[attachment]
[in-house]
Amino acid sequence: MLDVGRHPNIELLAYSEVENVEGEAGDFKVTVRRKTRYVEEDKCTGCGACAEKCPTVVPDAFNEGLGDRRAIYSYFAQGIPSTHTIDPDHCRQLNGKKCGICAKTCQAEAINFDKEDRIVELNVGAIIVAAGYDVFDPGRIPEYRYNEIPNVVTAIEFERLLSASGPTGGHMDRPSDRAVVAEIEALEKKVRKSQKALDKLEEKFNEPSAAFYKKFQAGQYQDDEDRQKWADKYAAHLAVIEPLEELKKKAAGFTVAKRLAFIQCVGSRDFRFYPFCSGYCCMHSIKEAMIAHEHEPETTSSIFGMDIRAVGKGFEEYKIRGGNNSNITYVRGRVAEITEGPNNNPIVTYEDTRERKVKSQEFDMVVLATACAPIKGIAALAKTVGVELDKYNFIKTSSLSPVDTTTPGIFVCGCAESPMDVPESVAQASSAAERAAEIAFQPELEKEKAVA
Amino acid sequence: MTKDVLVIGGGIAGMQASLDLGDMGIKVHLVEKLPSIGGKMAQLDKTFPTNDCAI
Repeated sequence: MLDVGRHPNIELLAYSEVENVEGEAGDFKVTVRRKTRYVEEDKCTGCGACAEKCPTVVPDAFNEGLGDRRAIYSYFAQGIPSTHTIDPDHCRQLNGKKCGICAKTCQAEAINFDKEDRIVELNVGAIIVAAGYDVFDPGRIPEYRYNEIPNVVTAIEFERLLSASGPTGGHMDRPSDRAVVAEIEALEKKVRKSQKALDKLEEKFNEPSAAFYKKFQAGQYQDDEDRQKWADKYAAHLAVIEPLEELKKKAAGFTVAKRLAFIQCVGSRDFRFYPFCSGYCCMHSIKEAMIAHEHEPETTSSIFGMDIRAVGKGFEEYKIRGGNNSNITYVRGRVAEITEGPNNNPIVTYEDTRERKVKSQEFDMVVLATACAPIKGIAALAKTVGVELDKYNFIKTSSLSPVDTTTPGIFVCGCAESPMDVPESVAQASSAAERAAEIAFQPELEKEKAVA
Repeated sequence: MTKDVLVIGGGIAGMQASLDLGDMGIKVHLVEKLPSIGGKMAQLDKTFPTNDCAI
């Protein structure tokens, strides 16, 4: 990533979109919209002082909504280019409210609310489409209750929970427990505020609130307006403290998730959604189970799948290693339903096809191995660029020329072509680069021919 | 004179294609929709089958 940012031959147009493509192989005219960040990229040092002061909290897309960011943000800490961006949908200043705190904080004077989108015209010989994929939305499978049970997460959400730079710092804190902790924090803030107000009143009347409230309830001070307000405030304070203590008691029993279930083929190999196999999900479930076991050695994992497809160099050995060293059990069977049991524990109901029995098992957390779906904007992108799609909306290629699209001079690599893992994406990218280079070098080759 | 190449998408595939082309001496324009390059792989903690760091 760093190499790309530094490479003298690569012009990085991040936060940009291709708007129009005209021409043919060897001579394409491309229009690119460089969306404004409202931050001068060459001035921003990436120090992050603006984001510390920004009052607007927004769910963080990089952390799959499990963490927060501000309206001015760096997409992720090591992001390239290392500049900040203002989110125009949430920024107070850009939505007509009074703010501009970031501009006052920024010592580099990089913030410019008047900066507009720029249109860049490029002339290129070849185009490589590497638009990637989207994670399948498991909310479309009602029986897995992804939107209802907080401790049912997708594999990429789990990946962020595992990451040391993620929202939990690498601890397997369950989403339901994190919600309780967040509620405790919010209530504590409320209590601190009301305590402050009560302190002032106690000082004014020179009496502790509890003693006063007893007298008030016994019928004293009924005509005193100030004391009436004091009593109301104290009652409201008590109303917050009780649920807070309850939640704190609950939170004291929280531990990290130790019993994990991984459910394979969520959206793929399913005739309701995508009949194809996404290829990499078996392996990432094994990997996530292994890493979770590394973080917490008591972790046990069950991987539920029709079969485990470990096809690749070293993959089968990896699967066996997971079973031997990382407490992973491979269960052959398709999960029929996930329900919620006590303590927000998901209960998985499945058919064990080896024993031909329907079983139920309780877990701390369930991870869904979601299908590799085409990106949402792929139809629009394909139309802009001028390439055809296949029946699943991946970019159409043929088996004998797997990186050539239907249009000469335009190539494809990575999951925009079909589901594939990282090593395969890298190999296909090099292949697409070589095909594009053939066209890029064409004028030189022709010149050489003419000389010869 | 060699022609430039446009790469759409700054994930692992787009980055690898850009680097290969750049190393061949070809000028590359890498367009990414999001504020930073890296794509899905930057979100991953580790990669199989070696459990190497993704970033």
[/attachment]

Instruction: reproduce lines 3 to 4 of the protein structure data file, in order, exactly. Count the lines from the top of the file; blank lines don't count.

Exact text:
Amino acid sequence: MTKDVLVIGGGIAGMQASLDLGDMGIKVHLVEKLPSIGGKMAQLDKTFPTNDCAI
Repeated sequence: MLDVGRHPNIELLAYSEVENVEGEAGDFKVTVRRKTRYVEEDKCTGCGACAEKCPTVVPDAFNEGLGDRRAIYSYFAQGIPSTHTIDPDHCRQLNGKKCGICAKTCQAEAINFDKEDRIVELNVGAIIVAAGYDVFDPGRIPEYRYNEIPNVVTAIEFERLLSASGPTGGHMDRPSDRAVVAEIEALEKKVRKSQKALDKLEEKFNEPSAAFYKKFQAGQYQDDEDRQKWADKYAAHLAVIEPLEELKKKAAGFTVAKRLAFIQCVGSRDFRFYPFCSGYCCMHSIKEAMIAHEHEPETTSSIFGMDIRAVGKGFEEYKIRGGNNSNITYVRGRVAEITEGPNNNPIVTYEDTRERKVKSQEFDMVVLATACAPIKGIAALAKTVGVELDKYNFIKTSSLSPVDTTTPGIFVCGCAESPMDVPESVAQASSAAERAAEIAFQPELEKEKAVA